The effective rate of tax to extract profits after the initial £2,000 tax-free dividend allowance is used up becomes 46.4%.
For those trading as a limited company – from 1 April 2023
Due to the increase in corporation tax rates applicable from 1 April 2023, the effective rate of tax payable will increase considerably if you are extracting significant levels of dividends from your firm.
This variation in dividend extraction policy between taxpayers and the proportion of profits extracted from company profits will result in the impact on you personally being unique and therefore is best discussed with your accountant.
However, as an example for a private practice earning £100,000 before tax with the profits fully extracted and all shareholders being higher-rate taxpayers, the following would be payable:
The position now is the company would pay £19,000 and the individual would pay £25,675, assuming that they had their £2,000 dividend tax-free allowance available in full. This would be an effective rate of tax of 44.68%.
From 1 April 2022, the same example would give rise to a further 1.25% of tax on the dividends, making the effective rate of tax 45.66%.
From 1 April 2022, the corporation tax rates also increase and this will increase the marginal rate of tax to 48.8% in this example.
Additional to the above rates of tax, factors such as lost personal allowances and pension annual allowance charges also come into play.
It was inevitable that tax rates would be reviewed following the Covid financial measures undertaken by the government.
Increased taxes will be payable by most, but considering your trading status and reviewing matters with your accountant should ensure that you are tax-efficient and not overpaying.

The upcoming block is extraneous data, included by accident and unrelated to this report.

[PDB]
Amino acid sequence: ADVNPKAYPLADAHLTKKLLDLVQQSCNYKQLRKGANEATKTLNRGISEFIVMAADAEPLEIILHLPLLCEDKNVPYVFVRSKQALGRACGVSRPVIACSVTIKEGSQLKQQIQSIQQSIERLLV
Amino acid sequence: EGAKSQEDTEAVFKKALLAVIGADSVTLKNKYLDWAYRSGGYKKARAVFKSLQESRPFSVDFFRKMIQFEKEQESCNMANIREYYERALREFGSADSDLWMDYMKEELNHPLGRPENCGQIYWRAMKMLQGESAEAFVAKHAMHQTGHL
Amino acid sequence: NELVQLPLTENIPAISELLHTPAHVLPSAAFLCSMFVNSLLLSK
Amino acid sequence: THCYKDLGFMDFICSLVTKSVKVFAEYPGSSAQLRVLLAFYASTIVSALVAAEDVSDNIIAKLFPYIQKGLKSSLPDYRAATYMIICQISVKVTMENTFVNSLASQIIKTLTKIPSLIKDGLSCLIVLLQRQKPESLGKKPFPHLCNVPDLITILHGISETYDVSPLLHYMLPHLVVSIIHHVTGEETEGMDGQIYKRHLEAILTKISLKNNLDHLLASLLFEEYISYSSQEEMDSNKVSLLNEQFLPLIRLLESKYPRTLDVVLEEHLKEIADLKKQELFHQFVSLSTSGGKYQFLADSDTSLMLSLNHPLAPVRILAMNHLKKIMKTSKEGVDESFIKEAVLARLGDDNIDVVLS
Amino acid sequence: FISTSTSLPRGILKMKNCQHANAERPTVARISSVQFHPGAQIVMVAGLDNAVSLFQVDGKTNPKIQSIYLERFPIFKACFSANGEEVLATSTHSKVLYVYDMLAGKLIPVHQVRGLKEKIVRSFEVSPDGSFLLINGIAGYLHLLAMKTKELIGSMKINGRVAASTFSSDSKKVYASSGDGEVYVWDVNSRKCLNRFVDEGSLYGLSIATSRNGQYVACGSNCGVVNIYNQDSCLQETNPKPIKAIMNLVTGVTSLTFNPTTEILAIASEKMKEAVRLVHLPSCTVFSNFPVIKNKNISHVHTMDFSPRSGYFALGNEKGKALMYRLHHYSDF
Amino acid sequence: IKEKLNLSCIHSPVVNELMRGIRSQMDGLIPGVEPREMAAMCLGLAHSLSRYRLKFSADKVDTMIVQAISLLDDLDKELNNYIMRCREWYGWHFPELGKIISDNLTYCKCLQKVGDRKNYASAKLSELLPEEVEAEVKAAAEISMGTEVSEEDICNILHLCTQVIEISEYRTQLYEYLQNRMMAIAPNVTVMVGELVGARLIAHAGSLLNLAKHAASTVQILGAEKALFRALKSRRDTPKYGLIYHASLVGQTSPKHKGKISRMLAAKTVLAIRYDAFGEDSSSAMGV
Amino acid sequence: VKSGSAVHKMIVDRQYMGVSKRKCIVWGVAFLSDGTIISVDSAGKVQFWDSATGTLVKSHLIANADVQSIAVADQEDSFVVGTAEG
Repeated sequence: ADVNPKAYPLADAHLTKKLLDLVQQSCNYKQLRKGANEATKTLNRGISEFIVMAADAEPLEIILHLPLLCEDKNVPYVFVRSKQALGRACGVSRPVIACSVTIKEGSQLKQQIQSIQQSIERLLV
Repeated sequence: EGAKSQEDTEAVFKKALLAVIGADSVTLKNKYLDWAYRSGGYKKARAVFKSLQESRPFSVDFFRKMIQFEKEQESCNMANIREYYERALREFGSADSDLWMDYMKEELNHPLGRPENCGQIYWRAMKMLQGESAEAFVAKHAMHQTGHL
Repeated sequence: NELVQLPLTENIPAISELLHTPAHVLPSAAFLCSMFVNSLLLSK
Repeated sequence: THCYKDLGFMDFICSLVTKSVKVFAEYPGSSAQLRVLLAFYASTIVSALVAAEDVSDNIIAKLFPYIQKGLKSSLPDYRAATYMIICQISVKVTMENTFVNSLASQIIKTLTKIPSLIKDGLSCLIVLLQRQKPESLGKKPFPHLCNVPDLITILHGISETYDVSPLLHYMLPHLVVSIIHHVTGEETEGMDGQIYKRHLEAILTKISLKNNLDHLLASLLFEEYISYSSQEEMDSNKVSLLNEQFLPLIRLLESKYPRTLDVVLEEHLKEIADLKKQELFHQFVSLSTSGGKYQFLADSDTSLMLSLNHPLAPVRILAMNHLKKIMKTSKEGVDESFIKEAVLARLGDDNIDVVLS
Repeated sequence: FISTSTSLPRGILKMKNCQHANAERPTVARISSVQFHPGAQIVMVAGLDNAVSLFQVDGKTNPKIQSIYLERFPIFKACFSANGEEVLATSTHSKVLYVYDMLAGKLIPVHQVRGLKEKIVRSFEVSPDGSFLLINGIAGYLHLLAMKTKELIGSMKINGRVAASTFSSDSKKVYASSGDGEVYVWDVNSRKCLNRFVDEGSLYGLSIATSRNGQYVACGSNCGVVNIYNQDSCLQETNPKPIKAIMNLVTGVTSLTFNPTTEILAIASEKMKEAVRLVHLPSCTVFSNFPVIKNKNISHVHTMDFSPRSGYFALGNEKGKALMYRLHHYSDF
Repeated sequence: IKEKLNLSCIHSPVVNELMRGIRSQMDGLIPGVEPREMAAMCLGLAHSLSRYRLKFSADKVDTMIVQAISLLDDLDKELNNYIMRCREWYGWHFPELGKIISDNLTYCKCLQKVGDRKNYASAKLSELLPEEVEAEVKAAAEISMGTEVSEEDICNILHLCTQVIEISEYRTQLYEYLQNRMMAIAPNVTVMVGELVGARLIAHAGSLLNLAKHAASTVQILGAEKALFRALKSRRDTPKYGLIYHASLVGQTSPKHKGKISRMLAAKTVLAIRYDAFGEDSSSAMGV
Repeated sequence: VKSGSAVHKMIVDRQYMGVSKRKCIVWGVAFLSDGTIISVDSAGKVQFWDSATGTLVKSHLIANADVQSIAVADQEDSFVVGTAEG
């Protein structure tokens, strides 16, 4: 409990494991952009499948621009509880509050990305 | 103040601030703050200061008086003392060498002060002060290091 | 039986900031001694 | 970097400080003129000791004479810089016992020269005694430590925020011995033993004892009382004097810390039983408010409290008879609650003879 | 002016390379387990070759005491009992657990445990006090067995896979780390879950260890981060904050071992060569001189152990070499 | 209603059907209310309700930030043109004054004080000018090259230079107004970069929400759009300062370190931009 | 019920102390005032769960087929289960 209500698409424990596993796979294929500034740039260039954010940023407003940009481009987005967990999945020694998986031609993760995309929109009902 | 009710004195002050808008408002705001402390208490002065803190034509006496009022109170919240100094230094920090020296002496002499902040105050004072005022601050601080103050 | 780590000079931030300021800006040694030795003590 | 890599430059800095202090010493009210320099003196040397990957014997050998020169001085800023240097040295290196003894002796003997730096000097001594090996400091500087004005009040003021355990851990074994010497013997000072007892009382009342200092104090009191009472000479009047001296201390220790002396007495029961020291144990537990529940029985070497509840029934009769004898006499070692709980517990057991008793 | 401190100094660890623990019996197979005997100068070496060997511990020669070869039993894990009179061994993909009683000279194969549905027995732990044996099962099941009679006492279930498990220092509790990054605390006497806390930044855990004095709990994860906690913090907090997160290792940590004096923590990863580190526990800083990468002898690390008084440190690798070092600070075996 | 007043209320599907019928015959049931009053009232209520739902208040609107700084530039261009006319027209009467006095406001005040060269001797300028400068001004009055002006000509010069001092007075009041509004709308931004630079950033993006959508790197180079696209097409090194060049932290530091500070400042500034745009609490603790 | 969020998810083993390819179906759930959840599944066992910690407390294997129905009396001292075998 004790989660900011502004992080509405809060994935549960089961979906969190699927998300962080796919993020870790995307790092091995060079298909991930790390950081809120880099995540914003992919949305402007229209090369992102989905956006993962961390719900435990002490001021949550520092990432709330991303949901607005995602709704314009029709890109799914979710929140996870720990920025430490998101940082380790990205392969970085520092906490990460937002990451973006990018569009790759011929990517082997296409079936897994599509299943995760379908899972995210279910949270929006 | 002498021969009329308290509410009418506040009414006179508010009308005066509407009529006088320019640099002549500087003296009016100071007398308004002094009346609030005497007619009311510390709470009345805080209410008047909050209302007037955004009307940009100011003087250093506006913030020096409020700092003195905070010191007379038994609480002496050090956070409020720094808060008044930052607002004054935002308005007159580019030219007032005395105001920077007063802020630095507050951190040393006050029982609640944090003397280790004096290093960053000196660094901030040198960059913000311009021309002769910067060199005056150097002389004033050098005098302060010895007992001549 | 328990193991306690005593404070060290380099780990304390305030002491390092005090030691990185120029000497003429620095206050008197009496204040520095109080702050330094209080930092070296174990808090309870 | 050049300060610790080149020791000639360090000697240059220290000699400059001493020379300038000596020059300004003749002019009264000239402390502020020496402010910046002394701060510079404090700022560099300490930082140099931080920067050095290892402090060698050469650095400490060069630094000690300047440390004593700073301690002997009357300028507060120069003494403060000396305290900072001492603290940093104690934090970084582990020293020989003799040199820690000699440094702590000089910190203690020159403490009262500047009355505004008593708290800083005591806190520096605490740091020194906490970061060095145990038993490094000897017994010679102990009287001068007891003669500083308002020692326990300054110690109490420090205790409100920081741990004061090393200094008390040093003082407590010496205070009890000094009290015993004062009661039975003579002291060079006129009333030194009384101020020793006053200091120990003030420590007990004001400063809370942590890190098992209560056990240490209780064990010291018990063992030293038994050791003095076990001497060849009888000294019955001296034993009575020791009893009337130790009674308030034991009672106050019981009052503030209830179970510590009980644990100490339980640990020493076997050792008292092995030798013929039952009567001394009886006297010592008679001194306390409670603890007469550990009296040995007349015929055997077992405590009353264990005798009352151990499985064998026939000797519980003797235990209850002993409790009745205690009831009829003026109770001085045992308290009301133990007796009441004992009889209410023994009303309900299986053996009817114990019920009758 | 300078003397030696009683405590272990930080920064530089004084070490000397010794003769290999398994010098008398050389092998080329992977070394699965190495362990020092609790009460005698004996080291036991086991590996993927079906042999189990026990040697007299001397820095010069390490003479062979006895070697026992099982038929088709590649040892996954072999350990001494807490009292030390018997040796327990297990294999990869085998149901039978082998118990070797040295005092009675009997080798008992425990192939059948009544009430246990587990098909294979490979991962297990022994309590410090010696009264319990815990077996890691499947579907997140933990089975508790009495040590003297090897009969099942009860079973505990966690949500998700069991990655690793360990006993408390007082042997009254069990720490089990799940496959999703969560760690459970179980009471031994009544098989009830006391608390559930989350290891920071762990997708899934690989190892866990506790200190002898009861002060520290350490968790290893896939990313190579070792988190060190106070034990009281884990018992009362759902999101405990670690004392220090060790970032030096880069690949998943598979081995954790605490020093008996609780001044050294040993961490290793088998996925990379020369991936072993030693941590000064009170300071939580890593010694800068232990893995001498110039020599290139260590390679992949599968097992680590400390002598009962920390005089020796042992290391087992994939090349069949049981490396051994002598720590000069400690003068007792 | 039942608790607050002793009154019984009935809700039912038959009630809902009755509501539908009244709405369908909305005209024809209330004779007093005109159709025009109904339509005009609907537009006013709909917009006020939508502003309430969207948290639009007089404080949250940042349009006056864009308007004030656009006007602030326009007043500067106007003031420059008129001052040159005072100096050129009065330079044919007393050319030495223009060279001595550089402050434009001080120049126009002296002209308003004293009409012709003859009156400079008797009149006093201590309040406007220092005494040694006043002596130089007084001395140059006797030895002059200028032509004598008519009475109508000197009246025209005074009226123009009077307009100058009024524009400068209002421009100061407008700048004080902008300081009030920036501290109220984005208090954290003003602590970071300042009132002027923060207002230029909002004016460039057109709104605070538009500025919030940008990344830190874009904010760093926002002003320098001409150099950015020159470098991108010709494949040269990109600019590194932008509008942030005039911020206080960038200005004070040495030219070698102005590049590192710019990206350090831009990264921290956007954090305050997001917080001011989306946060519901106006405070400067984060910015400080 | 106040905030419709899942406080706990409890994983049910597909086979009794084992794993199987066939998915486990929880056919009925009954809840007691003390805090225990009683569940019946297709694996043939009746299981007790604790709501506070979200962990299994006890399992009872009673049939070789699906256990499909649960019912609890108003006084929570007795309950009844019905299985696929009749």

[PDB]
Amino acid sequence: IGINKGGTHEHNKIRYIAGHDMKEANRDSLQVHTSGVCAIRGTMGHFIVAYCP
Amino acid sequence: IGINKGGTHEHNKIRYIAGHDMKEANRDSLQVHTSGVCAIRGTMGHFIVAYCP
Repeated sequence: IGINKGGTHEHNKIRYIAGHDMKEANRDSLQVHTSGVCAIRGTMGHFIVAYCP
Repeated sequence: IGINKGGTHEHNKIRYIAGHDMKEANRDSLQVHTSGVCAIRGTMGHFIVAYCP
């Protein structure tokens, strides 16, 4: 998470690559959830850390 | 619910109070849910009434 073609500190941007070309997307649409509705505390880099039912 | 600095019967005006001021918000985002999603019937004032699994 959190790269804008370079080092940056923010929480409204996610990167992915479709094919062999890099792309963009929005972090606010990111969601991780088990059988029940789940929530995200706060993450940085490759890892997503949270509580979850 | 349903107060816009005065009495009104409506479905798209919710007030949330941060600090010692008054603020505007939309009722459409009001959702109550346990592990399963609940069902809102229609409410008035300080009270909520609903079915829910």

Tax Planning Considerations
Clearly, the tax rate hikes for companies are significant and it may be time to consider changing your strategy of profit extraction from your company or even revert to an alternative structure such as a sole trader or partnership.
For those extracting all their profits from their private practice, it is worth asking your accountant to quantify the additional tax that will be payable from 1 April 2023.
Armed with this, you ask them how this will now compare to other structures that are available to your circumstances.
It may be that partnerships or self-employed businesses are now more appropriate particularly, as the earnings threshold for pension annual allowance tapering has increased to £200,000.
For all companies, the higher tax rates also mean higher tax relief on business expenditures, so as you approach 2023 it may be worth delaying capital expenditure to obtain more tax relief.
This delaying tactic must be balanced against the current higher capital allowances available, which may not be available later.
For those not extracting the funds, you may be building up retained profits. It is important to speak with your accountant regarding the ultimate extraction strategy, as changes to capital gains tax are rumoured and alternative strategies may be required.
Written for the Independent Practitioner Today, the full issue can be found here.